That’s it. The right design, coupled with persuasive copy, equals higher conversions.
THE CHAIN OF PERSUASION
In my experience as a copywriter, I’ve developed campaigns following a specific chain of persuasion. Each link in the chain has a role leading to the ultimate goal – i.e., a conversion.
The ad headline is where the persuasion ball gets rolling. Its role is to entice a viewer to click on it. This is why an effective ad headline is worth its weight in gold.
The visitor immediately knows he or she is on the right track when the headline of the landing page is consistent with the ad headline. Research shows this headline-to-headline comparison happens in about 1/20th of a second.
That’s how long you have for the visitor to decide whether to stay on the page for the few seconds it takes to read the first few lines.
Then it’s the job of the page’s text, and any accompanying images, to persuade the reader to keep reading.
Persuasive copy from there leads all the way to the call to action.
A well thought out, persuasive CTA is the final chance cbd öl for the landing page to convert a visitor into a buyer.
Linking supplement ads to homepages or multi-product pages is like running a Lamborghini on used cooking oil from a fast-food restaurant. It can be done, just not very well.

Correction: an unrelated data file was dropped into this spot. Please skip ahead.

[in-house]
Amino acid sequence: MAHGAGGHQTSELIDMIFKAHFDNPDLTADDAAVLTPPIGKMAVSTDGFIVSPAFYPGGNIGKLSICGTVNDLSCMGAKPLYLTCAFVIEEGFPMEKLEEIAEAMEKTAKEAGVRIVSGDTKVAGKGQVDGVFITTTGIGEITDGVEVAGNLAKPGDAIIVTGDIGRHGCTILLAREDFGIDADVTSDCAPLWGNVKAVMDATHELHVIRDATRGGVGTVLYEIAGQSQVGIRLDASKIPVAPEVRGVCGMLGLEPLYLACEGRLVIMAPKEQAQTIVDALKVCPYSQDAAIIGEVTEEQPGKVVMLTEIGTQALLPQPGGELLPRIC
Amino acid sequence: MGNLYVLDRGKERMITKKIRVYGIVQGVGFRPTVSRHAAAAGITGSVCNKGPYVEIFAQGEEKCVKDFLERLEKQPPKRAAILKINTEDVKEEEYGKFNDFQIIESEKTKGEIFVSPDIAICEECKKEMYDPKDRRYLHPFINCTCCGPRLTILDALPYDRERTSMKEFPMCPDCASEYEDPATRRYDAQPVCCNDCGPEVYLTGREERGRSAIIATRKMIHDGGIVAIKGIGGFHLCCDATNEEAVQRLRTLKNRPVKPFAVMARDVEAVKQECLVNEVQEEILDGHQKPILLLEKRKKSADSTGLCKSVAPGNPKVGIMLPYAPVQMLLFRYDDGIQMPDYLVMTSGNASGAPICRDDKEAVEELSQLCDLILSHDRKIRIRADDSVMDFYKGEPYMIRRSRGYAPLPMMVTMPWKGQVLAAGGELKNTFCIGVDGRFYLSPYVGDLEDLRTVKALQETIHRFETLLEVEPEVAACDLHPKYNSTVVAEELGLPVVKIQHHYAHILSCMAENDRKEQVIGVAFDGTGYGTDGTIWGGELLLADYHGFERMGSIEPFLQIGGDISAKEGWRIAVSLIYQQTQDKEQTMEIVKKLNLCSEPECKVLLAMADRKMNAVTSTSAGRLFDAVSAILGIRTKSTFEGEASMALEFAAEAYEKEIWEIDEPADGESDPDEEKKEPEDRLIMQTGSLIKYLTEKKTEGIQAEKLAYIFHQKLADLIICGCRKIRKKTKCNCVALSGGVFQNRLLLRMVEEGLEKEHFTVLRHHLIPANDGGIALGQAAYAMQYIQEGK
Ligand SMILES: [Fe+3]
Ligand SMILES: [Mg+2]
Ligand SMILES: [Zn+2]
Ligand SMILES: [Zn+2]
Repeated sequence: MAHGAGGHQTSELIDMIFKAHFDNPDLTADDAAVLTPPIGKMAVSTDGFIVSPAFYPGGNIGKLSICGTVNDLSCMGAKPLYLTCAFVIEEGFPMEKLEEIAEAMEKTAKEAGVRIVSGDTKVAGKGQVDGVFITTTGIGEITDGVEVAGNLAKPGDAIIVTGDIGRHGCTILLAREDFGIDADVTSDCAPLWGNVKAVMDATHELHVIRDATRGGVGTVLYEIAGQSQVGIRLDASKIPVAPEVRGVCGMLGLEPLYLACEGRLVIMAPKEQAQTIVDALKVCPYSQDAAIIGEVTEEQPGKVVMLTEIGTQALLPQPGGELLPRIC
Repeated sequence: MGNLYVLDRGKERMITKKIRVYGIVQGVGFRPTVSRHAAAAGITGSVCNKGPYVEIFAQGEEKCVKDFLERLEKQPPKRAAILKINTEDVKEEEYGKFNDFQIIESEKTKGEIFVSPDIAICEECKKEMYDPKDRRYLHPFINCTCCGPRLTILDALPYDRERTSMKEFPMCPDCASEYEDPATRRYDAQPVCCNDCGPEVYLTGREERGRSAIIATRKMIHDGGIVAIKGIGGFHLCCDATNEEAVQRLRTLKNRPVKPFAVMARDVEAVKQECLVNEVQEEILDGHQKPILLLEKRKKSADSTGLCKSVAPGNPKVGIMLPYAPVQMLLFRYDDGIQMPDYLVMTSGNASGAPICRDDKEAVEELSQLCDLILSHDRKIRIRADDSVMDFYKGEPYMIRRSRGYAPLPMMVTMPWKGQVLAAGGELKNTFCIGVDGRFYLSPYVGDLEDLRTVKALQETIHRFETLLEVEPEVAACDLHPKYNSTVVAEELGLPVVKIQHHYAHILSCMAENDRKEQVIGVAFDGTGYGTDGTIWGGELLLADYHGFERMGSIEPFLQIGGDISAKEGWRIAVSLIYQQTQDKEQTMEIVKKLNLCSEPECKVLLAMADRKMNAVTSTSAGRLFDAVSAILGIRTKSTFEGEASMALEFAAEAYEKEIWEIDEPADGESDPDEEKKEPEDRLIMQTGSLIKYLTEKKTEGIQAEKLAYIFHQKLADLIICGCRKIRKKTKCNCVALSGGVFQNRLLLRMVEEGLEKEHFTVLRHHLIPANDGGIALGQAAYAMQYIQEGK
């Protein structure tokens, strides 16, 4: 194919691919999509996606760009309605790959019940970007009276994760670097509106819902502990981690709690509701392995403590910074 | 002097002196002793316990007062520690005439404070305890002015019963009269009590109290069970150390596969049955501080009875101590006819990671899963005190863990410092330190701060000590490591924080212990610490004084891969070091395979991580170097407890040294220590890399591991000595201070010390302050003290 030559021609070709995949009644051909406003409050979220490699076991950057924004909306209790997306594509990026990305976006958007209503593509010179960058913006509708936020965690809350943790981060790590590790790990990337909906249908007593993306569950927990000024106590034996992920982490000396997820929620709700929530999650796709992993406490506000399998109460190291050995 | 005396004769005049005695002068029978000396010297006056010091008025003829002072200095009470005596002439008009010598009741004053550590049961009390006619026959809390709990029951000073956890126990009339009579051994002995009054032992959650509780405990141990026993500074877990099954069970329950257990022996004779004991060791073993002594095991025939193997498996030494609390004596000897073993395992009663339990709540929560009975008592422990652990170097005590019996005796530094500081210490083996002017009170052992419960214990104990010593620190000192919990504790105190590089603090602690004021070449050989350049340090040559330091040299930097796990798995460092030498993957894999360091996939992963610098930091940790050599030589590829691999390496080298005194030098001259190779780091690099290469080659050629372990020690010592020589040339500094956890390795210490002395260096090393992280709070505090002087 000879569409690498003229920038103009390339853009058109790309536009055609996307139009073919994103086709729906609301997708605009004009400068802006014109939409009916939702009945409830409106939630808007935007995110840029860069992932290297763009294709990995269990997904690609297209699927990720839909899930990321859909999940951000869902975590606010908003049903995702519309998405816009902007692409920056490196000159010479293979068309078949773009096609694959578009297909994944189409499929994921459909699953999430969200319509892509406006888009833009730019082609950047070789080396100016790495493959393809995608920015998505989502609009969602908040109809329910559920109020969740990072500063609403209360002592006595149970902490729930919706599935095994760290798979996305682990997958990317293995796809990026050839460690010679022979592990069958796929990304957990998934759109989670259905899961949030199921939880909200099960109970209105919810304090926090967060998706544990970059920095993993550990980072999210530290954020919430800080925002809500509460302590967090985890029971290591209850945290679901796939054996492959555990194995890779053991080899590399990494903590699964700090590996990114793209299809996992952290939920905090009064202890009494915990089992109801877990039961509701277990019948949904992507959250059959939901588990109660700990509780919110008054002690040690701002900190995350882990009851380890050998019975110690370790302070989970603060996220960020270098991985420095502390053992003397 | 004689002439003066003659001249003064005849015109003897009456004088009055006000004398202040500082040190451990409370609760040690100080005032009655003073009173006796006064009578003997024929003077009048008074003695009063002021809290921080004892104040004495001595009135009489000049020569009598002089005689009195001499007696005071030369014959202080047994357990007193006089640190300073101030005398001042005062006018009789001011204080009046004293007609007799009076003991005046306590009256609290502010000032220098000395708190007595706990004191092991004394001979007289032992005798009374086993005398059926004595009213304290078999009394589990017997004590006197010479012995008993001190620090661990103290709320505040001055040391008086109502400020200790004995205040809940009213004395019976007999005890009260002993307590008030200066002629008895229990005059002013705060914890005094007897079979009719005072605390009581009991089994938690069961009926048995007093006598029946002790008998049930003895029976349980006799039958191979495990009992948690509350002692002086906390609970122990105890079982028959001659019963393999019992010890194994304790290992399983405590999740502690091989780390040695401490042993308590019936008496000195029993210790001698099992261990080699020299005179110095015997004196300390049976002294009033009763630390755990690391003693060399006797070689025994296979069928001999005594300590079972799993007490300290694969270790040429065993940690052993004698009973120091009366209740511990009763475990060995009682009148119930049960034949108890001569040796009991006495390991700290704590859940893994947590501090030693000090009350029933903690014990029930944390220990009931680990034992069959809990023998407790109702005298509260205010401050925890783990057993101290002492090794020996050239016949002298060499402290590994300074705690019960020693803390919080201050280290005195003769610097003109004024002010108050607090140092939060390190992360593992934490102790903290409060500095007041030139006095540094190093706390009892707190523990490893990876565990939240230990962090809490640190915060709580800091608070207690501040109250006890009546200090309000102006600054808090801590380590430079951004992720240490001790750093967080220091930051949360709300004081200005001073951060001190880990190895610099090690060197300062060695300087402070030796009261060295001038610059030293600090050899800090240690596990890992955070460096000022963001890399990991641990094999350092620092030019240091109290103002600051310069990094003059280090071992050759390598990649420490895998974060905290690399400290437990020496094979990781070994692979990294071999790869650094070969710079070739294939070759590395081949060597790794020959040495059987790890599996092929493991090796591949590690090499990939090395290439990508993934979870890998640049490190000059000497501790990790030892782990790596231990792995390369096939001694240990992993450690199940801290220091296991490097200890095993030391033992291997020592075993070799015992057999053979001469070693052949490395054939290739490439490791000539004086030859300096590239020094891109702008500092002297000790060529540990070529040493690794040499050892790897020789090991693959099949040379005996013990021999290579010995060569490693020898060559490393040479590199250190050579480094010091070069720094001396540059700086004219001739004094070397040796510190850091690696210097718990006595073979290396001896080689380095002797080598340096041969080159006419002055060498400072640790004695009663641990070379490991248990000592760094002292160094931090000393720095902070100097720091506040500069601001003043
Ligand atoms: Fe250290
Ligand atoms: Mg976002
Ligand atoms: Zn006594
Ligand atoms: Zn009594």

A more effective campaign requires high-performance fuel. That’s what a landing page is. It runs all cylinders of a campaign like nitro for an F1 racecar.
Creating one is conceptually very simple. It takes just three steps.
PUTTING IT INTO PLAY
Step 1. Design the page layout. If it’s going to be part of the company’s website, strip out all clickable distractions, including the navigation bar. Provide only one option, the call to action.
Step 2. Create persuasive marketing copy. It starts with a powerful headline matching the promise of the ad linked to the landing page. It continues with image and textual material that keeps the reader’s attention. In other words, it’s much more than a product description.
Step 3. Test it. Test it. And test it some more. Tweak ad headlines and compare their click rates. Revise images and text for optimizing time-on-page. Modify CTA text and ‘buy’ buttons. Continue A/X texting for improving the control until conversions peak out.